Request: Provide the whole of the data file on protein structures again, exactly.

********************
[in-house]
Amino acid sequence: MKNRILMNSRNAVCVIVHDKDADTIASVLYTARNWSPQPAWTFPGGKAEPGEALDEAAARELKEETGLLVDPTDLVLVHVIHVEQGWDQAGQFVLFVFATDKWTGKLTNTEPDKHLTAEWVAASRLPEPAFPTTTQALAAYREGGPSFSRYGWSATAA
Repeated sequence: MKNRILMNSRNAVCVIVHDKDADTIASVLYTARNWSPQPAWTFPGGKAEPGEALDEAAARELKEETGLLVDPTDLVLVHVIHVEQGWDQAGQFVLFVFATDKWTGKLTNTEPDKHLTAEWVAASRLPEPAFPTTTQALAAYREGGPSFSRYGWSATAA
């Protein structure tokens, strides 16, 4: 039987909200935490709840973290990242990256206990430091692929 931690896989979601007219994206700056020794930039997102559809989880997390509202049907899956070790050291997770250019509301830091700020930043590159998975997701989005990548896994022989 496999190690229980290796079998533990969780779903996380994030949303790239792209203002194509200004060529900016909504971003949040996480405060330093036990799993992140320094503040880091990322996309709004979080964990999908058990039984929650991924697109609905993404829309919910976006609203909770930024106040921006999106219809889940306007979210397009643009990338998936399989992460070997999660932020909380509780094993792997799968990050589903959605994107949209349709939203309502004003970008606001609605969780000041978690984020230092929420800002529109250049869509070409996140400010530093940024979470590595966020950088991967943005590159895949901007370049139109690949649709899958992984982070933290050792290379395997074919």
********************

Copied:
[in-house]
Amino acid sequence: MKNRILMNSRNAVCVIVHDKDADTIASVLYTARNWSPQPAWTFPGGKAEPGEALDEAAARELKEETGLLVDPTDLVLVHVIHVEQGWDQAGQFVLFVFATDKWTGKLTNTEPDKHLTAEWVAASRLPEPAFPTTTQALAAYREGGPSFSRYGWSATAA
Repeated sequence: MKNRILMNSRNAVCVIVHDKDADTIASVLYTARNWSPQPAWTFPGGKAEPGEALDEAAARELKEETGLLVDPTDLVLVHVIHVEQGWDQAGQFVLFVFATDKWTGKLTNTEPDKHLTAEWVAASRLPEPAFPTTTQALAAYREGGPSFSRYGWSATAA
């Protein structure tokens, strides 16, 4: 039987909200935490709840973290990242990256206990430091692929 931690896989979601007219994206700056020794930039997102559809989880997390509202049907899956070790050291997770250019509301830091700020930043590159998975997701989005990548896994022989 496999190690229980290796079998533990969780779903996380994030949303790239792209203002194509200004060529900016909504971003949040996480405060330093036990799993992140320094503040880091990322996309709004979080964990999908058990039984929650991924697109609905993404829309919910976006609203909770930024106040921006999106219809889940306007979210397009643009990338998936399989992460070997999660932020909380509780094993792997799968990050589903959605994107949209349709939203309502004003970008606001609605969780000041978690984020230092929420800002529109250049869509070409996140400010530093940024979470590595966020950088991967943005590159895949901007370049139109690949649709899958992984982070933290050792290379395997074919």